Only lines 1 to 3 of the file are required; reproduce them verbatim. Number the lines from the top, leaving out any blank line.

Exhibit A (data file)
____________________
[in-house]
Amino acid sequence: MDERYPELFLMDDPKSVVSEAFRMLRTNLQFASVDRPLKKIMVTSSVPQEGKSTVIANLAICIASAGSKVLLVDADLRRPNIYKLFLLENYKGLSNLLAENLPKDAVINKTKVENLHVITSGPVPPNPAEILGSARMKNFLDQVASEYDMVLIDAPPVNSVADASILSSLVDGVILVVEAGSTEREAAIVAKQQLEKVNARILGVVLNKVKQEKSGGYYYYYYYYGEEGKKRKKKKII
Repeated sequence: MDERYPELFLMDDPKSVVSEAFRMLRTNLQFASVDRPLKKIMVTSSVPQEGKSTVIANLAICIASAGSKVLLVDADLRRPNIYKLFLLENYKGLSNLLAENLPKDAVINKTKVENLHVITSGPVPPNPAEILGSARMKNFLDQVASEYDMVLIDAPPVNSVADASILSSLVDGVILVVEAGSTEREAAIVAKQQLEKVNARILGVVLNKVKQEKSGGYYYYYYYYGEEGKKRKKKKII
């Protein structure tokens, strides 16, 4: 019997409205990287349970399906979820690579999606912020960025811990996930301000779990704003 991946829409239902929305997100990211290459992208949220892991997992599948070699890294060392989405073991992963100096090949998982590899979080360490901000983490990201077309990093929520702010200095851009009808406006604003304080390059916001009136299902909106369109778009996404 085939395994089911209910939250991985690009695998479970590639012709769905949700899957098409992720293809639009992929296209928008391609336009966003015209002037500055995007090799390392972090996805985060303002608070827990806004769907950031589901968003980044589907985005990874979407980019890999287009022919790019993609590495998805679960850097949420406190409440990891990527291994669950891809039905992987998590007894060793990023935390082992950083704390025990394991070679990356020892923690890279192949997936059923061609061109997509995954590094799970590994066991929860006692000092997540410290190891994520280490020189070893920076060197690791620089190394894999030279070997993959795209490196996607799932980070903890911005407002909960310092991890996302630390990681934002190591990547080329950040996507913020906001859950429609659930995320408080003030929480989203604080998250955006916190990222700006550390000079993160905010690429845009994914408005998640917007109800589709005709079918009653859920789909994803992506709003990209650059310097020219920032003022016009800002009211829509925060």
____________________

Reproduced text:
[in-house]
Amino acid sequence: MDERYPELFLMDDPKSVVSEAFRMLRTNLQFASVDRPLKKIMVTSSVPQEGKSTVIANLAICIASAGSKVLLVDADLRRPNIYKLFLLENYKGLSNLLAENLPKDAVINKTKVENLHVITSGPVPPNPAEILGSARMKNFLDQVASEYDMVLIDAPPVNSVADASILSSLVDGVILVVEAGSTEREAAIVAKQQLEKVNARILGVVLNKVKQEKSGGYYYYYYYYGEEGKKRKKKKII
Repeated sequence: MDERYPELFLMDDPKSVVSEAFRMLRTNLQFASVDRPLKKIMVTSSVPQEGKSTVIANLAICIASAGSKVLLVDADLRRPNIYKLFLLENYKGLSNLLAENLPKDAVINKTKVENLHVITSGPVPPNPAEILGSARMKNFLDQVASEYDMVLIDAPPVNSVADASILSSLVDGVILVVEAGSTEREAAIVAKQQLEKVNARILGVVLNKVKQEKSGGYYYYYYYYGEEGKKRKKKKII